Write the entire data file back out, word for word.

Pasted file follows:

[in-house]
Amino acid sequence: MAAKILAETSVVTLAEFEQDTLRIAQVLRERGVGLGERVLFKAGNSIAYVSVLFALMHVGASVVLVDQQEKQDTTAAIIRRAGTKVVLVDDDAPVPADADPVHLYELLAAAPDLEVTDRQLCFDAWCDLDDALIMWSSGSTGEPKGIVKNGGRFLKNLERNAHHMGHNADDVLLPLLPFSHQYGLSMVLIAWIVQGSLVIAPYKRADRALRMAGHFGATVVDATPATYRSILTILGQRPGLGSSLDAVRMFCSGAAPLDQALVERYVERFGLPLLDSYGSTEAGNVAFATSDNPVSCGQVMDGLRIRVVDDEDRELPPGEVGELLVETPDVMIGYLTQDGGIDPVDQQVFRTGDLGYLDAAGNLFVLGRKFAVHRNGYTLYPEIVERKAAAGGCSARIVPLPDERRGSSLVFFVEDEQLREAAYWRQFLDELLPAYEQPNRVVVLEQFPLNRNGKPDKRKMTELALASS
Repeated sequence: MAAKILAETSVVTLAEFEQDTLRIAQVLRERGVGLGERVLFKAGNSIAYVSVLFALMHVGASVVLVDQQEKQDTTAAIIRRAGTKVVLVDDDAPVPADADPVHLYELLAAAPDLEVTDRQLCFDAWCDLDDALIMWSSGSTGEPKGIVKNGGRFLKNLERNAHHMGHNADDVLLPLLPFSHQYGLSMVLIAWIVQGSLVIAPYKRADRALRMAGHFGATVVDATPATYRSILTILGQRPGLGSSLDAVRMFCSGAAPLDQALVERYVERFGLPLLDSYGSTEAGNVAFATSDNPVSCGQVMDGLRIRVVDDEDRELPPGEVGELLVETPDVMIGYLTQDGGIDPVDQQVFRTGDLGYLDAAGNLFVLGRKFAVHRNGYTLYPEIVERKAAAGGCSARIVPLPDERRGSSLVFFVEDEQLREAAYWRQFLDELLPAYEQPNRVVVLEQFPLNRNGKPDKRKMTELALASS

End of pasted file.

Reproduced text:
[in-house]
Amino acid sequence: MAAKILAETSVVTLAEFEQDTLRIAQVLRERGVGLGERVLFKAGNSIAYVSVLFALMHVGASVVLVDQQEKQDTTAAIIRRAGTKVVLVDDDAPVPADADPVHLYELLAAAPDLEVTDRQLCFDAWCDLDDALIMWSSGSTGEPKGIVKNGGRFLKNLERNAHHMGHNADDVLLPLLPFSHQYGLSMVLIAWIVQGSLVIAPYKRADRALRMAGHFGATVVDATPATYRSILTILGQRPGLGSSLDAVRMFCSGAAPLDQALVERYVERFGLPLLDSYGSTEAGNVAFATSDNPVSCGQVMDGLRIRVVDDEDRELPPGEVGELLVETPDVMIGYLTQDGGIDPVDQQVFRTGDLGYLDAAGNLFVLGRKFAVHRNGYTLYPEIVERKAAAGGCSARIVPLPDERRGSSLVFFVEDEQLREAAYWRQFLDELLPAYEQPNRVVVLEQFPLNRNGKPDKRKMTELALASS
Repeated sequence: MAAKILAETSVVTLAEFEQDTLRIAQVLRERGVGLGERVLFKAGNSIAYVSVLFALMHVGASVVLVDQQEKQDTTAAIIRRAGTKVVLVDDDAPVPADADPVHLYELLAAAPDLEVTDRQLCFDAWCDLDDALIMWSSGSTGEPKGIVKNGGRFLKNLERNAHHMGHNADDVLLPLLPFSHQYGLSMVLIAWIVQGSLVIAPYKRADRALRMAGHFGATVVDATPATYRSILTILGQRPGLGSSLDAVRMFCSGAAPLDQALVERYVERFGLPLLDSYGSTEAGNVAFATSDNPVSCGQVMDGLRIRVVDDEDRELPPGEVGELLVETPDVMIGYLTQDGGIDPVDQQVFRTGDLGYLDAAGNLFVLGRKFAVHRNGYTLYPEIVERKAAAGGCSARIVPLPDERRGSSLVFFVEDEQLREAAYWRQFLDELLPAYEQPNRVVVLEQFPLNRNGKPDKRKMTELALASS